The Science of Soup Vegetables Explained

(Health Secrets) Homemade soups are great for a number of reasons. A handful of leftover ingredients that are about to expire can be quickly combined into a broth that is both nutritious and delicious, and no two batches are ever quite the same. Specific vegetables can be added to address specific health concerns. This article will cover the health benefits of the 10 vegetables that are perhaps most commonly used (in various combinations) to make home cooked soup.

The top ten soup vegetables

1) Beet contain vitamins A, B (niacin) and C along with biotin, calcium, iron, magnesium, phosphorus, and potassium. Beets also contain folate, known to lower the risk of neural tube birth defects. Especially beneficial when consumed raw, beets stimulate liver cells, protect bile ducts, prevent heart disease, detoxify the blood and balance blood sugar levels.

2) Carrot contains the antioxidant volatile oils asarone, asparagines, carotol, carotene, limonene, and pinene. Consuming carrots can help stimulate the release of hormones via the pituitary gland. Carrots help maintain good vision. Carrot juice is highly detoxifying and cleanses the liver. Carrots have strong diuretic properties.

3) Celery contains the antioxidant volatile oil limonene. Celery has been cultivated for 3000 years, mostly as a food but as medicine as well. Celery helps detoxify the body and improve circulation of blood to muscles and joints. Celery reduces blood pressure and is used to relieve the bladder, kidneys and lungs.

4) Garlic contains the antioxidant allicin, which is formed from allin and allinase when the cloves are crushed. Garlic helps lower blood pressure and cholesterol while cleansing the liver. Offering unique health benefits when consumed raw versus cooked or aged, garlic kills parasites and has antiviral, antibacterial, antimicrobial and antifungal properties.

5) Onion contains the antioxidant quercetin along with Vitamins C and E, folic acid and potassium. Onion relieves allergy symptoms and congestion along with reducing cholesterol. Onions can treat and prevent cataracts, atherosclerosis and coronary heart disease and help remove heavy metals from the body. Onion has antimicrobial properties.

6) Parsnip contains B vitamins, copper, fiber, and potassium. Parsnips also contain folate which has been shown to reduce the risk of certain birth defects and slow cognitive decline. Though sweet tasting, parsnips are low in calories and help balance blood sugar.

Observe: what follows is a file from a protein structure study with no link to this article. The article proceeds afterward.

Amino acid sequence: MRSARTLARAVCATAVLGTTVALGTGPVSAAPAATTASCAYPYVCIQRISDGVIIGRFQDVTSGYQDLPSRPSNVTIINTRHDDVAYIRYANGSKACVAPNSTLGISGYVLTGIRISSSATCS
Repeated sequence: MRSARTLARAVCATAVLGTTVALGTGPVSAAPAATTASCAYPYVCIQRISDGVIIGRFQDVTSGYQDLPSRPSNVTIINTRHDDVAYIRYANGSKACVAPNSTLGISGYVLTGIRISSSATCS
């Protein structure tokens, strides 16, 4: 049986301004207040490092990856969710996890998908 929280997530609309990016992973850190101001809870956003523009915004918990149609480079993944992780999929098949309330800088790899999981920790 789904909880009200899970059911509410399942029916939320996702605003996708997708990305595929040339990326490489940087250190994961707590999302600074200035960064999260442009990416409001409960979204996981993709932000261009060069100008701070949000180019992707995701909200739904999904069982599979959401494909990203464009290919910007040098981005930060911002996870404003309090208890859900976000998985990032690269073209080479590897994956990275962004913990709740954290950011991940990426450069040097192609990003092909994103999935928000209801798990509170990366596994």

7) Green peas (dried) contain the antioxidant carotenoid lutein, along with Vitamin C, iron and protein. Peas help maintain good vision and treat macular degeneration and cataracts. Peas help lower cholesterol and detoxify the liver. Like other legumes such as lentils, peas contain a certain type of acid that can cause upset stomach. This acid can be removed by adding whey to the water and soaking the peas overnight. This ferments the peas slightly and makes them more digestible.

8) Potato is a good source of protein and potassium. Potato contains Vitamins A, B1, B2, C and K. Potato contains alkaloids that aid in the reduction of stomach acid. Used to treat peptic ulcers, joint pain, headaches, back pain, skin disorders, burns and infections, potato also contains the phytonutrient kukoamine that helps lower blood pressure. All parts of the potato plant are poisonous except the tuber, as is potato juice in large amounts. Potato has anti-inflammatory and diuretic properties.

9) Squash are high in Vitamins A and C and contain high amounts of beta-carotene, potassium, folate, and manganese. Varieties that include Acorn, Butternut, Hubbard and Pumpkin, squash are useful to treat lung inflammation. Squash provide anticancer and anti-inflammatory properties.

10) Turnip is member of the broccoli family. Turnip is a good source of Vitamin C and iron. Turnips (particularly turnip greens) contain lutein, a powerful antioxidant that helps prevent cataracts and improves circulation. Turnip can be used to treat diabetes and high blood pressure, and to reduce cancer of the lung and stomach.

For more information:

Beets for Iron
http://www.aimforherbs.com/remakingbeets.html

Health Benefits of Parsnips
http://www.everynutrient.com/healthbenefitsofparsnips.html

Health Benefits of Squash
http://www.everynutrient.com/healthbenefitsofsquash.html

 

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